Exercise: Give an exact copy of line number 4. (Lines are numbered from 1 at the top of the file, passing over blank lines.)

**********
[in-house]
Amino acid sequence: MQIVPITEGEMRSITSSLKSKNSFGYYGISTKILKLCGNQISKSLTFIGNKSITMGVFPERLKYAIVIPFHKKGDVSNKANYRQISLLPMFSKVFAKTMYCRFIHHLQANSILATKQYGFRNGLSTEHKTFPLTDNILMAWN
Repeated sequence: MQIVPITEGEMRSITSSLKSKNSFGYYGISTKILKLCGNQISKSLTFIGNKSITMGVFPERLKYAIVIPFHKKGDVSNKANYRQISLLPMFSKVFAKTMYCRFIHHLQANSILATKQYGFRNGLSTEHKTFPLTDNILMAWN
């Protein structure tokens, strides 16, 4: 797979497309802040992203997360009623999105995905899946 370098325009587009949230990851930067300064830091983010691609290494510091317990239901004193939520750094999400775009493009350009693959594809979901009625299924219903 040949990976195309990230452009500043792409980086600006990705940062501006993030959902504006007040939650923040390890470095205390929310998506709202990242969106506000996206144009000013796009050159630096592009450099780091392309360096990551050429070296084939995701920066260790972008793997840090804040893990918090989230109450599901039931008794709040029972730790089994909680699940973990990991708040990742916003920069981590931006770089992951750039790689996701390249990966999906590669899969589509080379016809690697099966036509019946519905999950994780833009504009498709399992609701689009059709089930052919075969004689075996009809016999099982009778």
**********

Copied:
């Protein structure tokens, strides 16, 4: 797979497309802040992203997360009623999105995905899946 370098325009587009949230990851930067300064830091983010691609290494510091317990239901004193939520750094999400775009493009350009693959594809979901009625299924219903 040949990976195309990230452009500043792409980086600006990705940062501006993030959902504006007040939650923040390890470095205390929310998506709202990242969106506000996206144009000013796009050159630096592009450099780091392309360096990551050429070296084939995701920066260790972008793997840090804040893990918090989230109450599901039931008794709040029972730790089994909680699940973990990991708040990742916003920069981590931006770089992951750039790689996701390249990966999906590669899969589509080379016809690697099966036509019946519905999950994780833009504009498709399992609701689009059709089930052919075969004689075996009809016999099982009778």